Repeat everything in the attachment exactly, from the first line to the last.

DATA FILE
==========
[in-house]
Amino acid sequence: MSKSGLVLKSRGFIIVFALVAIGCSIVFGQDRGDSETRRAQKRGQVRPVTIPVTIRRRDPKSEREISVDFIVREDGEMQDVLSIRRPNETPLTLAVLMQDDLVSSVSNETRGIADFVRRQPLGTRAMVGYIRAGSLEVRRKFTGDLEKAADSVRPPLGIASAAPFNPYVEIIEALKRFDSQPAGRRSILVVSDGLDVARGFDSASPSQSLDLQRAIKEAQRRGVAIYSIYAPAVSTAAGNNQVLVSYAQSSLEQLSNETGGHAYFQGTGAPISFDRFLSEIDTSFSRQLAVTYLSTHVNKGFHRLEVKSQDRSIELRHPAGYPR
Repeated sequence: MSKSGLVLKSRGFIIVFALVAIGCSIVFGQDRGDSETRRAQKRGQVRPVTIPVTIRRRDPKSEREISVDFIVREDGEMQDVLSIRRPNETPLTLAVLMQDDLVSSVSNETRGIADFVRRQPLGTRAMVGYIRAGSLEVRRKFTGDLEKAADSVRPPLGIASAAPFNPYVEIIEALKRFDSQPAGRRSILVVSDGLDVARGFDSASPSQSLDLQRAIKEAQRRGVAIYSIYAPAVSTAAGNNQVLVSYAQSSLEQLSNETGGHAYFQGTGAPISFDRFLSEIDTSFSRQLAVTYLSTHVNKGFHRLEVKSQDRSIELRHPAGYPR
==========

[in-house]
Amino acid sequence: MSKSGLVLKSRGFIIVFALVAIGCSIVFGQDRGDSETRRAQKRGQVRPVTIPVTIRRRDPKSEREISVDFIVREDGEMQDVLSIRRPNETPLTLAVLMQDDLVSSVSNETRGIADFVRRQPLGTRAMVGYIRAGSLEVRRKFTGDLEKAADSVRPPLGIASAAPFNPYVEIIEALKRFDSQPAGRRSILVVSDGLDVARGFDSASPSQSLDLQRAIKEAQRRGVAIYSIYAPAVSTAAGNNQVLVSYAQSSLEQLSNETGGHAYFQGTGAPISFDRFLSEIDTSFSRQLAVTYLSTHVNKGFHRLEVKSQDRSIELRHPAGYPR
Repeated sequence: MSKSGLVLKSRGFIIVFALVAIGCSIVFGQDRGDSETRRAQKRGQVRPVTIPVTIRRRDPKSEREISVDFIVREDGEMQDVLSIRRPNETPLTLAVLMQDDLVSSVSNETRGIADFVRRQPLGTRAMVGYIRAGSLEVRRKFTGDLEKAADSVRPPLGIASAAPFNPYVEIIEALKRFDSQPAGRRSILVVSDGLDVARGFDSASPSQSLDLQRAIKEAQRRGVAIYSIYAPAVSTAAGNNQVLVSYAQSSLEQLSNETGGHAYFQGTGAPISFDRFLSEIDTSFSRQLAVTYLSTHVNKGFHRLEVKSQDRSIELRHPAGYPR